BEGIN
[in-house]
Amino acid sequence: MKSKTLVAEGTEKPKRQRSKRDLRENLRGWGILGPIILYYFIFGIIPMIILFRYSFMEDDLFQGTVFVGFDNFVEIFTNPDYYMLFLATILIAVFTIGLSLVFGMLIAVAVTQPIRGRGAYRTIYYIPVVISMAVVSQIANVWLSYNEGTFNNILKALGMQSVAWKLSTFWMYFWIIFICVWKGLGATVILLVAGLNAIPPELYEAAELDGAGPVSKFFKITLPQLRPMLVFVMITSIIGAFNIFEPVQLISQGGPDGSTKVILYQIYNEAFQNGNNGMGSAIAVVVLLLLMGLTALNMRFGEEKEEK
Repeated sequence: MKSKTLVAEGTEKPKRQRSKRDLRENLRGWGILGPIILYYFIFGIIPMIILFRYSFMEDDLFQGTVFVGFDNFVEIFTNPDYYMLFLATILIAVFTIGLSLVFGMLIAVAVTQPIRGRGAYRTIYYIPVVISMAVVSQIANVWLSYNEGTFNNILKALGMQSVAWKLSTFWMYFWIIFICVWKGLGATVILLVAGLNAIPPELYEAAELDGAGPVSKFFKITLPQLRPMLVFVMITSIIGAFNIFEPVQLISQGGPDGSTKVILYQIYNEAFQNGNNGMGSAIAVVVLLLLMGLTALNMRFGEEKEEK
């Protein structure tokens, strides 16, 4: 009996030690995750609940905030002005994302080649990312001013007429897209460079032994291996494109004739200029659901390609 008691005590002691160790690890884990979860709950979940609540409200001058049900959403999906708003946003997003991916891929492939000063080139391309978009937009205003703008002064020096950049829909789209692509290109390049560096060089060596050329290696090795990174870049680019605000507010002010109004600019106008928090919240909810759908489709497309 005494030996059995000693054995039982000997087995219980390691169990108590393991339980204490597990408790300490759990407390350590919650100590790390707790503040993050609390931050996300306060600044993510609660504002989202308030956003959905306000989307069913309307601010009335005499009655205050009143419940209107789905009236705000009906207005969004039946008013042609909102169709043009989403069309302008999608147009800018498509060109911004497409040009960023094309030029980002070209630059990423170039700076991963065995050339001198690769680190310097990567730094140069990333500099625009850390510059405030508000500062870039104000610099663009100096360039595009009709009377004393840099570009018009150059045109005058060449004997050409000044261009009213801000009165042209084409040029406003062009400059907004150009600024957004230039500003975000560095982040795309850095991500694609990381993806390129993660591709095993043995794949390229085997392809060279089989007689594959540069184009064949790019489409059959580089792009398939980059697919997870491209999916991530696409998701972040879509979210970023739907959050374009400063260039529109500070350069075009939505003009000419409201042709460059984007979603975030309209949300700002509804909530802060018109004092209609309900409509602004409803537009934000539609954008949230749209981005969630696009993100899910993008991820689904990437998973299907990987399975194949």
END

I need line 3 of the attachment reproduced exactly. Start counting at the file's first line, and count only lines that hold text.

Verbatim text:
Repeated sequence: MKSKTLVAEGTEKPKRQRSKRDLRENLRGWGILGPIILYYFIFGIIPMIILFRYSFMEDDLFQGTVFVGFDNFVEIFTNPDYYMLFLATILIAVFTIGLSLVFGMLIAVAVTQPIRGRGAYRTIYYIPVVISMAVVSQIANVWLSYNEGTFNNILKALGMQSVAWKLSTFWMYFWIIFICVWKGLGATVILLVAGLNAIPPELYEAAELDGAGPVSKFFKITLPQLRPMLVFVMITSIIGAFNIFEPVQLISQGGPDGSTKVILYQIYNEAFQNGNNGMGSAIAVVVLLLLMGLTALNMRFGEEKEEK